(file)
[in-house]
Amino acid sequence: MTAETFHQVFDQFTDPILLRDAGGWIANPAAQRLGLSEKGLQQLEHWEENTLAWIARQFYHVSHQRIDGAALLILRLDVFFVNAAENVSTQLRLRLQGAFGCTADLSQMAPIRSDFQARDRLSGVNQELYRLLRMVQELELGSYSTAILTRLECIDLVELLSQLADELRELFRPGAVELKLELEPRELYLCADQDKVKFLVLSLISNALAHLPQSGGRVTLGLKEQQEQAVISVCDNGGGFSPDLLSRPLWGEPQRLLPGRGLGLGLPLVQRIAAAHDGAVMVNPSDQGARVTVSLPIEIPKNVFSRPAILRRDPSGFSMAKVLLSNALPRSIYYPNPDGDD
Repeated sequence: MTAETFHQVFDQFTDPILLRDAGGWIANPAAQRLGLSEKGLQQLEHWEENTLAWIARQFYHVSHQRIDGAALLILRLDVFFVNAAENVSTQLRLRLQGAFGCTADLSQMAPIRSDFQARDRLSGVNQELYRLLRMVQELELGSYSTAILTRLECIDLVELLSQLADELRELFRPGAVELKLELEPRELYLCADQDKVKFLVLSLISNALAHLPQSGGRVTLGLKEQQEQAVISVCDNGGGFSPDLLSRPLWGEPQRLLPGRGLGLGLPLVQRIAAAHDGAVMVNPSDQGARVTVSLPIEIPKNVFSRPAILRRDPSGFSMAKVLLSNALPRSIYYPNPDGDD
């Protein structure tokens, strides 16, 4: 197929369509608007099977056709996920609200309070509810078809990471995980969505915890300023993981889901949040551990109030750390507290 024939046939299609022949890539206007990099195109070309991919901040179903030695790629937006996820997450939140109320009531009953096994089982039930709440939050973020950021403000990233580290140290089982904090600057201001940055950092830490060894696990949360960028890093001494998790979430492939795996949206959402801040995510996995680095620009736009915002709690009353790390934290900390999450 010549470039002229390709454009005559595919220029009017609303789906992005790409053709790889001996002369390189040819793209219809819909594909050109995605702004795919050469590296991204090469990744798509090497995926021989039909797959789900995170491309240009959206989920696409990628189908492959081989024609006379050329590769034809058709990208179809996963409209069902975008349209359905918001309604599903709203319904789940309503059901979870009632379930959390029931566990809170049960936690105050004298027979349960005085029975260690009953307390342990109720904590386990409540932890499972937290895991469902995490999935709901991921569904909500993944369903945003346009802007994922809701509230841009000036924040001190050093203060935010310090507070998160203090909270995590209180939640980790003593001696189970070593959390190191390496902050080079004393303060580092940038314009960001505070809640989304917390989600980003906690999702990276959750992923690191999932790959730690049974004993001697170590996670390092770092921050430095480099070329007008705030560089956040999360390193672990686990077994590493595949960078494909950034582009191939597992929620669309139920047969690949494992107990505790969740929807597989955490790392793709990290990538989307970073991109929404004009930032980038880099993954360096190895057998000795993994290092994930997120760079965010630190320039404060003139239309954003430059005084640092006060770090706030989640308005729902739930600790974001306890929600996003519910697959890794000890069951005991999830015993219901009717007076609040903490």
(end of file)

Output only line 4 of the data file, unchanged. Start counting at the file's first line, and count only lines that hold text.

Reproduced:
């Protein structure tokens, strides 16, 4: 197929369509608007099977056709996920609200309070509810078809990471995980969505915890300023993981889901949040551990109030750390507290 024939046939299609022949890539206007990099195109070309991919901040179903030695790629937006996820997450939140109320009531009953096994089982039930709440939050973020950021403000990233580290140290089982904090600057201001940055950092830490060894696990949360960028890093001494998790979430492939795996949206959402801040995510996995680095620009736009915002709690009353790390934290900390999450 010549470039002229390709454009005559595919220029009017609303789906992005790409053709790889001996002369390189040819793209219809819909594909050109995605702004795919050469590296991204090469990744798509090497995926021989039909797959789900995170491309240009959206989920696409990628189908492959081989024609006379050329590769034809058709990208179809996963409209069902975008349209359905918001309604599903709203319904789940309503059901979870009632379930959390029931566990809170049960936690105050004298027979349960005085029975260690009953307390342990109720904590386990409540932890499972937290895991469902995490999935709901991921569904909500993944369903945003346009802007994922809701509230841009000036924040001190050093203060935010310090507070998160203090909270995590209180939640980790003593001696189970070593959390190191390496902050080079004393303060580092940038314009960001505070809640989304917390989600980003906690999702990276959750992923690191999932790959730690049974004993001697170590996670390092770092921050430095480099070329007008705030560089956040999360390193672990686990077994590493595949960078494909950034582009191939597992929620669309139920047969690949494992107990505790969740929807597989955490790392793709990290990538989307970073991109929404004009930032980038880099993954360096190895057998000795993994290092994930997120760079965010630190320039404060003139239309954003430059005084640092006060770090706030989640308005729902739930600790974001306890929600996003519910697959890794000890069951005991999830015993219901009717007076609040903490």